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In Rajasthan’s Bundi, four young women cremated their father, and the family was allegedly ostracised for this act. This incident illustrates the extent of son preference in our society.
A 58-year-old resident of Barli Bundi Rager colony in Rajasthan’s Bundi district, Durgashankar Tailor died on Saturday after a prolonged illness, had no son. His four daughters fulfilled his last wish that they should shoulder his bier and perform his last rites, even though it is alleged that community leaders threatened to ostracise them.
The eldest of the daughters 25-year-old Meena said, “The community leaders first told us not to participate in the last rites, which we refused to agree to. After we finished our father’s last rites, they directed us and our wailing mother to prostrate before them and seek forgiveness for our act. We refused to do that as we had done nothing wrong.”
She added that when they returned from the crematorium, they were not allowed to take bath in the community complex. All the family members had to take bath at home and cook food at home, even though that goes against custom.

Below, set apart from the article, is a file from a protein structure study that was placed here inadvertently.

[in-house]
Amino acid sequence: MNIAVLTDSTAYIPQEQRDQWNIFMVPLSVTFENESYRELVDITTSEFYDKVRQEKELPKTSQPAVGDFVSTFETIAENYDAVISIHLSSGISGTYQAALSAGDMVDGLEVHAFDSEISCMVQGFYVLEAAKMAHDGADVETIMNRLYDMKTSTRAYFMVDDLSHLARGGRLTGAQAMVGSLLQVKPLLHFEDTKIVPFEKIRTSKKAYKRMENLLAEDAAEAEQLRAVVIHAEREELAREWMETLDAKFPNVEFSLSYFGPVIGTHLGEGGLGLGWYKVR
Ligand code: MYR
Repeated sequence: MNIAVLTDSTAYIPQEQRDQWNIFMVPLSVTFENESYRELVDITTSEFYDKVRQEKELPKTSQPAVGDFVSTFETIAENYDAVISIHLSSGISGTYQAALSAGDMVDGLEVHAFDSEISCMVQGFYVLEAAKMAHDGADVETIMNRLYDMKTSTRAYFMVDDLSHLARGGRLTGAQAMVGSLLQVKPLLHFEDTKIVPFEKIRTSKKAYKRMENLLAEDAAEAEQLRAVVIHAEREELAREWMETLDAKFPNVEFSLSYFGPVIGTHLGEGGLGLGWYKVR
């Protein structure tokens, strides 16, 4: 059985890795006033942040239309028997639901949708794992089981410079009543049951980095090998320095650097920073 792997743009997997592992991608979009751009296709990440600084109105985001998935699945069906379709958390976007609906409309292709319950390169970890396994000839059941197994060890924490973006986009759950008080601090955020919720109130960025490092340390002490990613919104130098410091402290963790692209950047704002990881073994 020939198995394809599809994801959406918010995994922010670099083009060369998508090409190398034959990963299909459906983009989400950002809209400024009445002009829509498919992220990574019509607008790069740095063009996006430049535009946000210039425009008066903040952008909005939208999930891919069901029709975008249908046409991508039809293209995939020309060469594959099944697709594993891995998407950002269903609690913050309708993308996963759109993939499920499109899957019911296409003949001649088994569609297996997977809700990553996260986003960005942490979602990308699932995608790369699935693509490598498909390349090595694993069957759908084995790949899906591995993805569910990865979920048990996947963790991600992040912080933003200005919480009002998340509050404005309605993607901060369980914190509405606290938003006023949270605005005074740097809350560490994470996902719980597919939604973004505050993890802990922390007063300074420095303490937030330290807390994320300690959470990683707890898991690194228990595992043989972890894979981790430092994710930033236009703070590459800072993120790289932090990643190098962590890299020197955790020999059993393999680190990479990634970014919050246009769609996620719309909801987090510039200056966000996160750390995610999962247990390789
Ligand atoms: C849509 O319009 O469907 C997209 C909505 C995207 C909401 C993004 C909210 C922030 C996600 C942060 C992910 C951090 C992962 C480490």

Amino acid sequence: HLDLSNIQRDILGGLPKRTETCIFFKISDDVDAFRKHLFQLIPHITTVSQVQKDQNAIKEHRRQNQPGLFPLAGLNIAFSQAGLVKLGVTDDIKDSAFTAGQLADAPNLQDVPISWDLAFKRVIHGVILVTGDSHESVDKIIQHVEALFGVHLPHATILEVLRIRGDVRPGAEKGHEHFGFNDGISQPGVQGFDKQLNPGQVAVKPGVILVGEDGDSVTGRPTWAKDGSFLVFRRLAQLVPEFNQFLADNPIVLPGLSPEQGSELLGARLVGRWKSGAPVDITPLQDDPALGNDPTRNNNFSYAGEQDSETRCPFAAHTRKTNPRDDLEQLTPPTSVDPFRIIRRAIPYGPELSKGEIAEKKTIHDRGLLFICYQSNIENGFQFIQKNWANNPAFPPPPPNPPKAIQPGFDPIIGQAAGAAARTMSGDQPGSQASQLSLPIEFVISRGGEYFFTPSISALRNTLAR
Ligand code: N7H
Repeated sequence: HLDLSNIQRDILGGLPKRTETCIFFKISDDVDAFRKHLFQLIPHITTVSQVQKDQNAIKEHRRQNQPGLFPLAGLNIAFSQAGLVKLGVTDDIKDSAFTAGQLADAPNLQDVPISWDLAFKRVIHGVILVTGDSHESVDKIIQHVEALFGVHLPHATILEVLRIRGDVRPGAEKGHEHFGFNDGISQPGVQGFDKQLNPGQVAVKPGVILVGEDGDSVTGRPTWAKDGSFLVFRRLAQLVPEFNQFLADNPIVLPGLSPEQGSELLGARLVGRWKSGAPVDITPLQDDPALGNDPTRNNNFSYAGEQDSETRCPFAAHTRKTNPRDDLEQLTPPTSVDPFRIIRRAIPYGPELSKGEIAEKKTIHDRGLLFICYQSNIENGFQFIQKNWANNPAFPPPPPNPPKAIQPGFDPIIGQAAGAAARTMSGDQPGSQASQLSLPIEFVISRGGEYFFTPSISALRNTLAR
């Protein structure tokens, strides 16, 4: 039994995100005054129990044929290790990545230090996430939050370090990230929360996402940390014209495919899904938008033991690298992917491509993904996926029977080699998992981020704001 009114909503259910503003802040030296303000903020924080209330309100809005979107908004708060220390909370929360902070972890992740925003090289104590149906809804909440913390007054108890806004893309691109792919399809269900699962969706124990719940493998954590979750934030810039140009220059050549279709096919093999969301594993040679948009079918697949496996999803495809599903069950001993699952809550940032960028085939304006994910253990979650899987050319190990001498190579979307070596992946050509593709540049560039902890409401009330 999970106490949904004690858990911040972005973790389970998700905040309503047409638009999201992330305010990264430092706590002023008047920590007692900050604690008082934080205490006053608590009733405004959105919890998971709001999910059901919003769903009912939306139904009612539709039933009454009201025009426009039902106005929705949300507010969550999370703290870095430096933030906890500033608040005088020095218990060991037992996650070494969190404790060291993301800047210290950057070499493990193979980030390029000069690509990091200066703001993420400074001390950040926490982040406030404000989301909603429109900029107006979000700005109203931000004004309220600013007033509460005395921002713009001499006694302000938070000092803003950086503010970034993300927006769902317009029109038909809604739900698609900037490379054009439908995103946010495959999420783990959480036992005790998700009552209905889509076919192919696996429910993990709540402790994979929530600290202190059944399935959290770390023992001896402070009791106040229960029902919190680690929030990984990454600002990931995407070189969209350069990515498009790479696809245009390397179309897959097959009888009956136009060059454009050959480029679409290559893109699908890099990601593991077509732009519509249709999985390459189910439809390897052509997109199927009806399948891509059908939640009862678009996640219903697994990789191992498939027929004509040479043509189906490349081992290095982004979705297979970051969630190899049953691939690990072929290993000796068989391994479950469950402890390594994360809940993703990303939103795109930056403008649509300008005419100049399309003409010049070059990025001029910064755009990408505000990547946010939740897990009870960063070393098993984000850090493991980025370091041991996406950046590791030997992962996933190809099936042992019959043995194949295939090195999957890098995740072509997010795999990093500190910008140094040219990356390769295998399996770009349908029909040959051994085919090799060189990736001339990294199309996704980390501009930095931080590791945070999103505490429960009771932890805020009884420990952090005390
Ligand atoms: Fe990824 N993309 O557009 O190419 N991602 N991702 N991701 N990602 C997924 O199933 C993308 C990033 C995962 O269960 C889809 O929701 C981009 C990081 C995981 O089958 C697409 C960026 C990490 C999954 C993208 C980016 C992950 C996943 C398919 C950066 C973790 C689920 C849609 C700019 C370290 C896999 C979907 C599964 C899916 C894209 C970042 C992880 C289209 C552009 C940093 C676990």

However, when the community head Chandulal Chandeliya was asked, he denied the allegation that the family had been ostracised.
Funeral rites in most communities are the preserve of men, and even the presence of women on funeral grounds are often disapproved of. Increasingly though, many daughters are shouldering this final responsibility. But society continues to believe that if a daughter performs the ceremony, the soul of the deceased will not find that much-sought-after sweet nectar of moksh/mukti/liberation. So many superstitions are taken as given, no questions asked.
Why is that a problem? Firstly, it is a socially acceptable form of gender discrimination, which undermines women’s roles in the cremation of their dearest ones. According to the UN Gender Equality Index 2014, India is one of the worst offenders when it comes to child mortality in any country, ranking 138 out of 148 nations. One of the biggest identified drivers of that problem is the preference for the male child that is ingrained in our society – not only is the female child less likely to be born, she also receives less care once she is born. The importance of sons performing the last rites of parents only fuels this idea.
Image source: By https://www.flickr.com/photos/fyunkie/ (https://www.flickr.com/photos/fyunkie/947823175/) [CC BY 2.0 ], via Wikimedia Commons
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